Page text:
Tracking institutionalized interests

For dashboards to function effectively at upgrading higher ed, they must track others' interests. Unlike PLE's that organize one's personal explorations, dashboards are designed to be there for other learners, educators and employers. They will get where people are coming from to assist them getting to a better place. They will orchestrate getting the exact learning needed from the right person at the right time and place. By tracking others' interests complexly, the right diagnosis will be made when something goes wrong.

Lots of students, educators and employers express deep interests in remaining institutionalized. They show no interest in being liberated, empowered or engaged in collaborative dynamics. Institutions solve problems for them. They function better under imposed structure and conformity pressures. Dashboards that exclude these interests will only serve a small minority of agendas, intentions and expectations. The exceptional educational value of well designed dashboards will have little impact. So today I'll explore the design challenge of monitoring many others' interests in remaining institutionalized.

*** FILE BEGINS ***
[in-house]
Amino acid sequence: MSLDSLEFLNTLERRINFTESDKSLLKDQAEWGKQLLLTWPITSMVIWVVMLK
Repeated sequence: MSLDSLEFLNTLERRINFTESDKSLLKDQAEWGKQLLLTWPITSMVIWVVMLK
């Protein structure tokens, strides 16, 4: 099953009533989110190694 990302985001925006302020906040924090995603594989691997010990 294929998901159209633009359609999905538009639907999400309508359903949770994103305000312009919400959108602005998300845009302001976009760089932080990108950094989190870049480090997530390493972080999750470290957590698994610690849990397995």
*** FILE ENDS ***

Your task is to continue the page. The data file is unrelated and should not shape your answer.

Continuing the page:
Most of us that have happily found well-marked exits from institutions don't appreciate what they do for insiders. We only see the adverse effects and adverse selection of people for positions. As I explored last year in Amazing institutions and Are institutions really problematic?, institutions bring order to tribal dynamics. They provide protection from irrationality, subjectivity and disorder for those who otherwise feel very vulnerable and likely to be harmed again. They provide convincing justifications, requirements and enforcements to questionable endeavors. They make it easy to look busy, productive and proficient when self-structured efforts would appear idle, aimless or incompetent.

Institutions are also breeding grounds for second-class citizens who are never satisfied. These whiners complain about everything that happens or does not occur. They are easily addicted to distractions and habitually entangled by others' chronic childishness. They have no way to show respect, solve problems, take responsibility, function reliably or think through their own options. They come across as "very high maintenance". They rely on institutions to provide legitimizing cover and much-needed structure even though they cannot take advantage of all that to become first class citizens. They are in no shape to shape up or to change their tune.

These second class citizens get consistently misdiagnosed inside institutions.  The first class citizens do not learn the lessons taught by these underdogs. Their first-class scoreboards remain disconnected from these second-class interests. All this creates a phenomenal opportunity to reinvent higher ed to better serve those who are not self structuring, DIY punks, hackers and gamers. Those with well-designed dashboards will be tracking these institutionalized interests and cognizant of how to respond effectively to implicit requests, questions and confusion.

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